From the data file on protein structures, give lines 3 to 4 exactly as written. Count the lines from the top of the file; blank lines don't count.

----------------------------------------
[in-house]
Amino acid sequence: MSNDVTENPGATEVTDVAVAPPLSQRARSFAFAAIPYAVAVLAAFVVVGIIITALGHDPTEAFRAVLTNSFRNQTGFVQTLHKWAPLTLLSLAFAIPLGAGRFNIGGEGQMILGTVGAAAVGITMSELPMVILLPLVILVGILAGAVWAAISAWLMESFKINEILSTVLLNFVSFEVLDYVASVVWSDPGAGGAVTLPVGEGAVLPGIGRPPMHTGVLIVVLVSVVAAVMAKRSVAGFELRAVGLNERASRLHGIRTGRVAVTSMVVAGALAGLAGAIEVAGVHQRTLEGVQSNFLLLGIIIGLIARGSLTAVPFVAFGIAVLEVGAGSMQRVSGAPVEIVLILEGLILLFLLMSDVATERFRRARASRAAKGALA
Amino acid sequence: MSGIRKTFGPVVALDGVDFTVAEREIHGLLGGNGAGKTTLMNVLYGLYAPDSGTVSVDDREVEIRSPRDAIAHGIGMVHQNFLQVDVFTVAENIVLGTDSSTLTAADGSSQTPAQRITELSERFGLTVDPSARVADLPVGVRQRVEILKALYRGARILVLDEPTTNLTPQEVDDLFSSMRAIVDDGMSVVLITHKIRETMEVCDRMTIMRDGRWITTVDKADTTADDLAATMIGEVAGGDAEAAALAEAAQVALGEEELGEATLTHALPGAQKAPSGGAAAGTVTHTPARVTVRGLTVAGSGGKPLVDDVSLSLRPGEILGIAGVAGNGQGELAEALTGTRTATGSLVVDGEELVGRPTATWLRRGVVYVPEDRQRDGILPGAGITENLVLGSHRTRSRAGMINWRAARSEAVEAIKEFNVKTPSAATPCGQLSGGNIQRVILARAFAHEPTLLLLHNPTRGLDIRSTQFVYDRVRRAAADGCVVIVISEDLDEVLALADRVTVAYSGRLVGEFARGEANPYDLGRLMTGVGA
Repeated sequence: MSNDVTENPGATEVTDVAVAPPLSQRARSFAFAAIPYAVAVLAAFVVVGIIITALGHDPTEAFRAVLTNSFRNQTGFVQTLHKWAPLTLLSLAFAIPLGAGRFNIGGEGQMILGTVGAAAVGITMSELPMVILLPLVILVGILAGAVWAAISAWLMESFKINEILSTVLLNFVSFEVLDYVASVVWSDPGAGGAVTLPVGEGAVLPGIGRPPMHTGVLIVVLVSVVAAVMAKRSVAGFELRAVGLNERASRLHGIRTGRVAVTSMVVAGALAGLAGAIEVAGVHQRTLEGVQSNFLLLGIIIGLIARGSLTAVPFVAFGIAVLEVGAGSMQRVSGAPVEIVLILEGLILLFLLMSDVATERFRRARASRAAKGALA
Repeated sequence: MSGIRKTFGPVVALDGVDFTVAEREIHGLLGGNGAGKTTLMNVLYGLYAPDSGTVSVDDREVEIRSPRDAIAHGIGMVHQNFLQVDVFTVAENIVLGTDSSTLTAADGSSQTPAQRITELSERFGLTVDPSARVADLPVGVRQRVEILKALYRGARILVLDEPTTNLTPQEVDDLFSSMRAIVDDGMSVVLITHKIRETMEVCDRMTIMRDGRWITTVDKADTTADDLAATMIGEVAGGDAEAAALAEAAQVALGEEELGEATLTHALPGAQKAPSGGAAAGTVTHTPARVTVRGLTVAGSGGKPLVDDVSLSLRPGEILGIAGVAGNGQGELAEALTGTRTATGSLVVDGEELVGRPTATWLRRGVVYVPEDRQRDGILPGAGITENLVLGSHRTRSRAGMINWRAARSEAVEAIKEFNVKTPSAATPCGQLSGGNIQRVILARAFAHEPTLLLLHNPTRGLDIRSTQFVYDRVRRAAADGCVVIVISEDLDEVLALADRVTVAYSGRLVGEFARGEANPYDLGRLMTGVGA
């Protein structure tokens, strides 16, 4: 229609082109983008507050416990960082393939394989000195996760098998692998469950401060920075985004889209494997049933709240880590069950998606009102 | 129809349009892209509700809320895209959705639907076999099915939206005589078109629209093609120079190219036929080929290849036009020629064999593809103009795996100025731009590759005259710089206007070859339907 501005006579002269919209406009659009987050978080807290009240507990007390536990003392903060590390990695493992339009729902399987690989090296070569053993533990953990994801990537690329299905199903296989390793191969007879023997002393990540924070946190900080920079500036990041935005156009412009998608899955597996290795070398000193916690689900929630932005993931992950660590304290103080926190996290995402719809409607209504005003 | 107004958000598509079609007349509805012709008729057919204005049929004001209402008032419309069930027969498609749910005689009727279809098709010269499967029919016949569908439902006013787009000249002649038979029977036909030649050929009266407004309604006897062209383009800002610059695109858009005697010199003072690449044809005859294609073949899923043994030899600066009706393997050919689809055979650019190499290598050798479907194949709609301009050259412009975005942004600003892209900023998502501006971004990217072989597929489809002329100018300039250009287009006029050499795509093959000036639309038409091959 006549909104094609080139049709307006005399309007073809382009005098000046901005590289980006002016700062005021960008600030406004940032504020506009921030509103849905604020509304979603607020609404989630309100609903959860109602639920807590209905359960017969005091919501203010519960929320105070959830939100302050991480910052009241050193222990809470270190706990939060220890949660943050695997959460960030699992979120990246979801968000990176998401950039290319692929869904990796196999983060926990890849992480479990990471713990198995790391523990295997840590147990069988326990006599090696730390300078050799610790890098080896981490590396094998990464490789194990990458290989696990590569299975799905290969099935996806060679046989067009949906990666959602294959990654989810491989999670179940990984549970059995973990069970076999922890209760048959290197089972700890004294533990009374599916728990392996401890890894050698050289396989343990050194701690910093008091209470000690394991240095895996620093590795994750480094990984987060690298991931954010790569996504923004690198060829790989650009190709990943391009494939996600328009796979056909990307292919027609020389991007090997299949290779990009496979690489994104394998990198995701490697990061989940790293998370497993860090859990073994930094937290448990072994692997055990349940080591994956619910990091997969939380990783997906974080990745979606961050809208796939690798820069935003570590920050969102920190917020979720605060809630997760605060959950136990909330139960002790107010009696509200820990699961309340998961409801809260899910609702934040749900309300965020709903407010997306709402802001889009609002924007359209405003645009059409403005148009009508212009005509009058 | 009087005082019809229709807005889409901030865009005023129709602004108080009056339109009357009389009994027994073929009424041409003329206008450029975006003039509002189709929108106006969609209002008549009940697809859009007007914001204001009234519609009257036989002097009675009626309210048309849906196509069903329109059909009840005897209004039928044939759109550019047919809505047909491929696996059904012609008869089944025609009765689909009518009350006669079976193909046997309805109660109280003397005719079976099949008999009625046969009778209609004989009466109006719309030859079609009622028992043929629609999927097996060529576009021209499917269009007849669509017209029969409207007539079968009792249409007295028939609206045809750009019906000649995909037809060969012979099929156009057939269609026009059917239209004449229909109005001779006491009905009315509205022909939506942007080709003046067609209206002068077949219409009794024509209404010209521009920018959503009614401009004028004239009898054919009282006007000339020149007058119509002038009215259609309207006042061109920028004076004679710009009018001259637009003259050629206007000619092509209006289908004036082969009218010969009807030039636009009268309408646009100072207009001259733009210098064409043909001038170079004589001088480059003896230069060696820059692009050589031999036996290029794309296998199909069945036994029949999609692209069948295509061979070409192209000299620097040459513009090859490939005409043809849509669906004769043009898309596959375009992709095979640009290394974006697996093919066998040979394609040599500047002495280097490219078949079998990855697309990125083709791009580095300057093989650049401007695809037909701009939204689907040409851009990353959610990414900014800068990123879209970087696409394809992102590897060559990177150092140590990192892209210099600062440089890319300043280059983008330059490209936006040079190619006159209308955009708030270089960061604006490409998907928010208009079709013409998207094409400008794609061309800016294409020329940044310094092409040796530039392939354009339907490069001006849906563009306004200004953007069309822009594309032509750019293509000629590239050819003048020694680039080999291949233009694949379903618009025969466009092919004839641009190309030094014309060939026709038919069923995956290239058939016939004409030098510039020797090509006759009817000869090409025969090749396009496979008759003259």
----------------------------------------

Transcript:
Amino acid sequence: MSGIRKTFGPVVALDGVDFTVAEREIHGLLGGNGAGKTTLMNVLYGLYAPDSGTVSVDDREVEIRSPRDAIAHGIGMVHQNFLQVDVFTVAENIVLGTDSSTLTAADGSSQTPAQRITELSERFGLTVDPSARVADLPVGVRQRVEILKALYRGARILVLDEPTTNLTPQEVDDLFSSMRAIVDDGMSVVLITHKIRETMEVCDRMTIMRDGRWITTVDKADTTADDLAATMIGEVAGGDAEAAALAEAAQVALGEEELGEATLTHALPGAQKAPSGGAAAGTVTHTPARVTVRGLTVAGSGGKPLVDDVSLSLRPGEILGIAGVAGNGQGELAEALTGTRTATGSLVVDGEELVGRPTATWLRRGVVYVPEDRQRDGILPGAGITENLVLGSHRTRSRAGMINWRAARSEAVEAIKEFNVKTPSAATPCGQLSGGNIQRVILARAFAHEPTLLLLHNPTRGLDIRSTQFVYDRVRRAAADGCVVIVISEDLDEVLALADRVTVAYSGRLVGEFARGEANPYDLGRLMTGVGA
Repeated sequence: MSNDVTENPGATEVTDVAVAPPLSQRARSFAFAAIPYAVAVLAAFVVVGIIITALGHDPTEAFRAVLTNSFRNQTGFVQTLHKWAPLTLLSLAFAIPLGAGRFNIGGEGQMILGTVGAAAVGITMSELPMVILLPLVILVGILAGAVWAAISAWLMESFKINEILSTVLLNFVSFEVLDYVASVVWSDPGAGGAVTLPVGEGAVLPGIGRPPMHTGVLIVVLVSVVAAVMAKRSVAGFELRAVGLNERASRLHGIRTGRVAVTSMVVAGALAGLAGAIEVAGVHQRTLEGVQSNFLLLGIIIGLIARGSLTAVPFVAFGIAVLEVGAGSMQRVSGAPVEIVLILEGLILLFLLMSDVATERFRRARASRAAKGALA